Cape St George Lighthouse Ruins and Munyunga Waraga Dhugan Trail

Munyunga Waraga Dhugan Trail, Booderee National Park, Jervis Bay, is a flat, easy 1.5 - 2.5 hour walk or 3.5 - 4.5 hour easy/medium walk (both routes are explained, below)…

By Tara Moss

Sep 16, 2012

* Warning: Geeky hiker stuff.

Munyunga Waraga Dhugan Trail, Booderee National Park, Jervis Bay, is a flat, easy 1.5 – 2.5 hour walk or 3.5 – 4.5 hour easy/medium walk (both routes are explained, below) with stunning cliff top views and access to the ruins of Cape St George Lightstation, built in 1860 and abandoned in the early twentieth century.

Booderee national park is owned by the Wreck Bay aboriginal community and is a very significant place for Koori people. $11 gives you entrance to the park (regular National Park passes are not valid here.) It is very beautiful and well worth entry.

The Trail: The Munyunga Waraga Dhugan Trail, (also called ‘Murrays Trail’) is flat, easy and well signed. Be ready for spectacular ocean views and lovely bush trails. Keep in mind that the area between Murrays Beach and Governor Head (about 20-30 minutes of the walk) is a view-free zone, unfortunately, as the park has designated all the area closest to the unstable cliff edges as revegetation area. The bushy vegetation growing here obstructs any potential view completely, but once you are out of that section it is stunning and worth the wait. The entire trail is well signed and the map at the parking lot will give you a fair idea of the area you will cover.

If you have more time and stamina, I highly recommend the walk to the lighthouse ruins. Follow the signs for the ‘Historic Lighthouse’. This will add about 2 hours to your hike. If you don’t wish to walk it, you can drive back up Jervis Bay Road to Wreck Bay Road and take Stony Creek Road (gravel paved) to the well signed lighthouse parking lot.

Cape St George Lighthouse had a sad history before it was abandoned in the early twentieth century. The site was chosen largely for the ease with which the lighthouse could be built but sadly the choice was not a good one. (They don’t call this area Wreck Bay for nothing.) This was the location of many tragedies at sea, and curiously this lighthouse was also the site of a number of tragedies on land. The people who lived at Cape St George Lightstation were eerily prone to tragic events and many lightkeepers and their children died here over the years in a series of unrelated events and horrific accidents. Don’t read the tales on the information board if you are sensitive to tragic stories of lives cut short. This was a truly unlucky place. It is now relegated to ruins and fenced in to avoid further tragedies.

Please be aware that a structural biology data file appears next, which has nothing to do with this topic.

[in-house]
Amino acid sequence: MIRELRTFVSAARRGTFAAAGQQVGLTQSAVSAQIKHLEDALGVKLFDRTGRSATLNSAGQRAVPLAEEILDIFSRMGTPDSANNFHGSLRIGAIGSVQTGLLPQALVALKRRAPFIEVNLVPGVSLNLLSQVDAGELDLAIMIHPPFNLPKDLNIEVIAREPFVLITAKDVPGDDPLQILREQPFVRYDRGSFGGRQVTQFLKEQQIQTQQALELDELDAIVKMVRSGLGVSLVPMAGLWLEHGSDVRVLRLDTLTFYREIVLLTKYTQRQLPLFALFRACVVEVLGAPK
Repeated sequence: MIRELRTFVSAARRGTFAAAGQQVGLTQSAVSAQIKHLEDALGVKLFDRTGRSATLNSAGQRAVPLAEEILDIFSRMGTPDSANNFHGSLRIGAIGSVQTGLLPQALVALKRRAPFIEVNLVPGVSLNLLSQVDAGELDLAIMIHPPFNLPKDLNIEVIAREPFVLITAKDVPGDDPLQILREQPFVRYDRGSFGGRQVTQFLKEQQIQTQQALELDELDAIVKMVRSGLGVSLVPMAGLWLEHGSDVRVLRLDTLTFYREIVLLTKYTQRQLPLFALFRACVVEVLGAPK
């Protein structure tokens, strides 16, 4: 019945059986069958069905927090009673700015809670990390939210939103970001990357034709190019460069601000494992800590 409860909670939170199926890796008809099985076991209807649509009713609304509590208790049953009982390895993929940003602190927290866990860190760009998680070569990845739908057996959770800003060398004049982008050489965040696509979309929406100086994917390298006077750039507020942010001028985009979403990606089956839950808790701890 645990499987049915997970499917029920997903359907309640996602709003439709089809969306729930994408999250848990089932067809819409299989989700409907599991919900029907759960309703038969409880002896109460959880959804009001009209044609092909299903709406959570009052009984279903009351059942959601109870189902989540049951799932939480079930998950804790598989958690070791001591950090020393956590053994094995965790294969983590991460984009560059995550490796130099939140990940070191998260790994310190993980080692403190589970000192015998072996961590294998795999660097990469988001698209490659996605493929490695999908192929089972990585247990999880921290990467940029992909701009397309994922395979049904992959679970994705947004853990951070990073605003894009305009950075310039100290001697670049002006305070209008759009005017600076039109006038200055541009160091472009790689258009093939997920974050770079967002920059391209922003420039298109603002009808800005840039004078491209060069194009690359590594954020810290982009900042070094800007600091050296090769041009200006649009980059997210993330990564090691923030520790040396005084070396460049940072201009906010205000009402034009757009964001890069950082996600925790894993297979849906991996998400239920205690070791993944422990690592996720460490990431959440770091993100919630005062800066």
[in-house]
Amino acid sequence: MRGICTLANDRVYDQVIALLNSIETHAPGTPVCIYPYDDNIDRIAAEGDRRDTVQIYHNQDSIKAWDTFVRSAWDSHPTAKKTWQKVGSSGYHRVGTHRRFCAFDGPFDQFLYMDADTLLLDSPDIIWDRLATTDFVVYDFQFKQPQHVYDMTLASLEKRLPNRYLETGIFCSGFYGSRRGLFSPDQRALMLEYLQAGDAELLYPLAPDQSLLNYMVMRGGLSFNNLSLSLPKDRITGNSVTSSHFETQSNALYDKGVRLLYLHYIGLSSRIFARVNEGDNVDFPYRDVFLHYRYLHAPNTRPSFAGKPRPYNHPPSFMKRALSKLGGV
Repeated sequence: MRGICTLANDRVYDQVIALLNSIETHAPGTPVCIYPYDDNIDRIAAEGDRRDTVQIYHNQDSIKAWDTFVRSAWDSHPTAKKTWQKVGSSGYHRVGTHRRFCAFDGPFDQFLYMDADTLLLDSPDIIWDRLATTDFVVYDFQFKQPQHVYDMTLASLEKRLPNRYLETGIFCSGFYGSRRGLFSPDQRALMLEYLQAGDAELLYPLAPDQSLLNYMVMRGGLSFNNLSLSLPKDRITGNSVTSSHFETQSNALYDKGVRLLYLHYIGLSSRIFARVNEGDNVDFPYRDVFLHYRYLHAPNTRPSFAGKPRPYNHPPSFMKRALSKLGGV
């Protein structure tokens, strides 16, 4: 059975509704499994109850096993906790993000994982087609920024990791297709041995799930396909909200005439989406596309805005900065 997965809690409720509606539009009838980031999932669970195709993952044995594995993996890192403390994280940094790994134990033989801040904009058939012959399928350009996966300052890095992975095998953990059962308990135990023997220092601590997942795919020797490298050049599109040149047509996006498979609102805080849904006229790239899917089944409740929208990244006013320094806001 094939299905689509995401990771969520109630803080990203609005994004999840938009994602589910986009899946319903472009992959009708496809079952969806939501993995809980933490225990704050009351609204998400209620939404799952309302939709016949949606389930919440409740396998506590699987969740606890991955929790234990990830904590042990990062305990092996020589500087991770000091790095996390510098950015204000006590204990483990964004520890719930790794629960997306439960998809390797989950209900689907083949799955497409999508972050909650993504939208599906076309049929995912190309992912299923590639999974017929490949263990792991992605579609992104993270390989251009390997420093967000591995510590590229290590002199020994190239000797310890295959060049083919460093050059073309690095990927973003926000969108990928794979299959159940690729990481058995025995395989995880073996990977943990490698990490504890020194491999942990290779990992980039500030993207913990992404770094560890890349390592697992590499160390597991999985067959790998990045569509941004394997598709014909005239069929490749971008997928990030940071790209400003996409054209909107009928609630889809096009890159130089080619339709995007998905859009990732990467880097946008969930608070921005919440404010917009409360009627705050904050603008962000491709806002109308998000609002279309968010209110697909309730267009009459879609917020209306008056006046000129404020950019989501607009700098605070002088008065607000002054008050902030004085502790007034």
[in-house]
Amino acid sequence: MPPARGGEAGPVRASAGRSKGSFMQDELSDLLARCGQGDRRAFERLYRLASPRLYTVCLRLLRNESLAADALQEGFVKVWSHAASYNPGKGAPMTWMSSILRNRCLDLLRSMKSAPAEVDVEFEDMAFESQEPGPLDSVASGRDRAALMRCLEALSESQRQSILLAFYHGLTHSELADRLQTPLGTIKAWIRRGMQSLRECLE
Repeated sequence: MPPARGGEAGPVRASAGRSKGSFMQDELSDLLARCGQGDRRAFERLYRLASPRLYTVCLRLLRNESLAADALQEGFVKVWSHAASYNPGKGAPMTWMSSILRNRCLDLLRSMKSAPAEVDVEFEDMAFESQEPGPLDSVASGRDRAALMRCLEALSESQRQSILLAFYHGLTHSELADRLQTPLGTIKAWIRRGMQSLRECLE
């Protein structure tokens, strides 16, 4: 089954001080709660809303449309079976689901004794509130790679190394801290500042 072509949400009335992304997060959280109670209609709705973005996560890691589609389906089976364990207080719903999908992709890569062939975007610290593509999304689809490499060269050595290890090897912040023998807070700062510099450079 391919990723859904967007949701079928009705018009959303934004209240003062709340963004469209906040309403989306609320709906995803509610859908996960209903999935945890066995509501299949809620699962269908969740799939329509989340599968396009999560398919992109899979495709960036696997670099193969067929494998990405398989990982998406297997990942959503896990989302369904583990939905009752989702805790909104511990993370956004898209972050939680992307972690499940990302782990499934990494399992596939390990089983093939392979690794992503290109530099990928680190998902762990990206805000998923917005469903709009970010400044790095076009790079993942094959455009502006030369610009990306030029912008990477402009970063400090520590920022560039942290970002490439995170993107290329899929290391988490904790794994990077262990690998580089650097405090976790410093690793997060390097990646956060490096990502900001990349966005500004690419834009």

My Gear: As usual I wore my trusty Scarpa Hiking boots and Ospery women’s hiking pack, which is wonderfully shaped to keep the weight off the back and distributed across the hips. I also wore my MacPac 100% merino wool hiking skirt and Icebreaker Siren Cami and my new T4 Tilley hat, making use of the chin straps for the windy conditions near the cliffs. It offered great sun protection for the hot afternoon stroll.

This walk is flat and clear, so any comfortable athletic shoes will be fine. Pack sunscreen and plenty of water. And enjoy.

Happy hiking.

(PS I have listed my gear because I find similar information helpful on other blogs. This post is not sponsored.)

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  1. Amber Mumma

    Hi Tara. Fab to see you blogging on Jervis Bay – I grew up there! We used to visit the lighthouse at least once per year to watch the whale migration (you may have seen some on their journey south?). As children my brothers and I would climb through the bars and scramble through the lighthouse ruin (clearly very dangerous, and I don’t recommend it). It’s full of graffiti and scribbles, which I absolutely loved to read. I’m glad to hear you had a great time!

  2. Michael Woodgate

    Keep them coming Tara. Very much appreciated. A friend and I are currently looking for new walks, and I enjoyed reading about yours.

  3. Trevor Smith

    Tara, came across your blog indirectly via Twitter. We live on the North side of Jervis Bay (Callala Beach). We have done many walks on the South side of the Bay. There are also some great walks on the North side, due to the vast expanse of crystal sand beaches. You can now catch a ferry between Huskisson and Myola and almost walk around the Bay. Thanks, Trevor.

  4. Marg McAlister

    Hi Tara,
    We’ve spent a lot of time in the Booderee National Park lately because friends of ours have bought – and are restoring – the Christians Minde guesthouse right opposite Sussex Inlet. We often go down there for a peaceful weekend, watching the kangaroos feed and the late afternoon sun on the water as we sip a few wines. Lovely.


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